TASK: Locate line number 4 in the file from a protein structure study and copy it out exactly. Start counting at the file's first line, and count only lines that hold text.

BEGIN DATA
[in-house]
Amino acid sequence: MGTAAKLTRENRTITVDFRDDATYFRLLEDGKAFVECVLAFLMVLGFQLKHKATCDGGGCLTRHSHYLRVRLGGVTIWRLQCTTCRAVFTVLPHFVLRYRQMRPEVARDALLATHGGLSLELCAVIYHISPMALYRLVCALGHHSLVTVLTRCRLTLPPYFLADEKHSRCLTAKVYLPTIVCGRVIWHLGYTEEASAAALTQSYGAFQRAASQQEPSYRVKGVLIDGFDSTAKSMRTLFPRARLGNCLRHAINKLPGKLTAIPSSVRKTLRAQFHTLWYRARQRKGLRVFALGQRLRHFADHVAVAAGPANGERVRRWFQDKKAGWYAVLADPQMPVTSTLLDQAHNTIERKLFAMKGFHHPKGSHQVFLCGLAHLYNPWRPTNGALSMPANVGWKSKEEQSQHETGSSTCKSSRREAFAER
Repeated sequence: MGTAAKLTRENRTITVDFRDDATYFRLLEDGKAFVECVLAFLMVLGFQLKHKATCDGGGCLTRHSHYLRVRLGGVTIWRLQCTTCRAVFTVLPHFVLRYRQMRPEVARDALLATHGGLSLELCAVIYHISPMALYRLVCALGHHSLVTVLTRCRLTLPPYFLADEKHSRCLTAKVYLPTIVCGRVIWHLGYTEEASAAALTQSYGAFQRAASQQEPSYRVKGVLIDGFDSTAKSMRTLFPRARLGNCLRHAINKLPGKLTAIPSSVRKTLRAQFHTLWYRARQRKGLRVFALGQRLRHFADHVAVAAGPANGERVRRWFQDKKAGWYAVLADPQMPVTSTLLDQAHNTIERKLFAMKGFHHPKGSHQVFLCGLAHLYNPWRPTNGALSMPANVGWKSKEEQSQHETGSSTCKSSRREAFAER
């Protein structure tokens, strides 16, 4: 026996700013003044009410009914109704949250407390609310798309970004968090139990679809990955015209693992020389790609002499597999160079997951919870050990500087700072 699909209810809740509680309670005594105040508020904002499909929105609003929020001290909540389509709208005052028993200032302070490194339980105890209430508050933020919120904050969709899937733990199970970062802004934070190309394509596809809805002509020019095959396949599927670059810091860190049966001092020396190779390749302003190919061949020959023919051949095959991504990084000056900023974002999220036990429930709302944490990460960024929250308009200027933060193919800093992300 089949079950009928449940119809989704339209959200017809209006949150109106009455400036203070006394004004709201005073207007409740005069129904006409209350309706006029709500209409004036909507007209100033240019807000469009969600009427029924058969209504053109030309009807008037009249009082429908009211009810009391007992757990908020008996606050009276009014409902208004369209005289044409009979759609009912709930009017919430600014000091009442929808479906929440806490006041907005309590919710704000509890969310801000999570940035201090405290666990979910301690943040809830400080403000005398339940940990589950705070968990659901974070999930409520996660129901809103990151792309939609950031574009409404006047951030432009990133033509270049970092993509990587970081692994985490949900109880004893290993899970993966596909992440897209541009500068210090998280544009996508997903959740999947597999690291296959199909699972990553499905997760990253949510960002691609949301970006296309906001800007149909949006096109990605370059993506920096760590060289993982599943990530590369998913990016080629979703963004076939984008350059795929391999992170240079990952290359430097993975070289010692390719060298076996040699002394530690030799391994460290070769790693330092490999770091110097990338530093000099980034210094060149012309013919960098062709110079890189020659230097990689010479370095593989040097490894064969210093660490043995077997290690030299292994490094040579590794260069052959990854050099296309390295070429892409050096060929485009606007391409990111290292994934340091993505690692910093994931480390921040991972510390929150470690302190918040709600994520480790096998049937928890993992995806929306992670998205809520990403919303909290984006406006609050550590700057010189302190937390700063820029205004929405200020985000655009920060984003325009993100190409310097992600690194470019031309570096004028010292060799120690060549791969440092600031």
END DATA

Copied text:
């Protein structure tokens, strides 16, 4: 026996700013003044009410009914109704949250407390609310798309970004968090139990679809990955015209693992020389790609002499597999160079997951919870050990500087700072 699909209810809740509680309670005594105040508020904002499909929105609003929020001290909540389509709208005052028993200032302070490194339980105890209430508050933020919120904050969709899937733990199970970062802004934070190309394509596809809805002509020019095959396949599927670059810091860190049966001092020396190779390749302003190919061949020959023919051949095959991504990084000056900023974002999220036990429930709302944490990460960024929250308009200027933060193919800093992300 089949079950009928449940119809989704339209959200017809209006949150109106009455400036203070006394004004709201005073207007409740005069129904006409209350309706006029709500209409004036909507007209100033240019807000469009969600009427029924058969209504053109030309009807008037009249009082429908009211009810009391007992757990908020008996606050009276009014409902208004369209005289044409009979759609009912709930009017919430600014000091009442929808479906929440806490006041907005309590919710704000509890969310801000999570940035201090405290666990979910301690943040809830400080403000005398339940940990589950705070968990659901974070999930409520996660129901809103990151792309939609950031574009409404006047951030432009990133033509270049970092993509990587970081692994985490949900109880004893290993899970993966596909992440897209541009500068210090998280544009996508997903959740999947597999690291296959199909699972990553499905997760990253949510960002691609949301970006296309906001800007149909949006096109990605370059993506920096760590060289993982599943990530590369998913990016080629979703963004076939984008350059795929391999992170240079990952290359430097993975070289010692390719060298076996040699002394530690030799391994460290070769790693330092490999770091110097990338530093000099980034210094060149012309013919960098062709110079890189020659230097990689010479370095593989040097490894064969210093660490043995077997290690030299292994490094040579590794260069052959990854050099296309390295070429892409050096060929485009606007391409990111290292994934340091993505690692910093994931480390921040991972510390929150470690302190918040709600994520480790096998049937928890993992995806929306992670998205809520990403919303909290984006406006609050550590700057010189302190937390700063820029205004929405200020985000655009920060984003325009993100190409310097992600690194470019031309570096004028010292060799120690060549791969440092600031």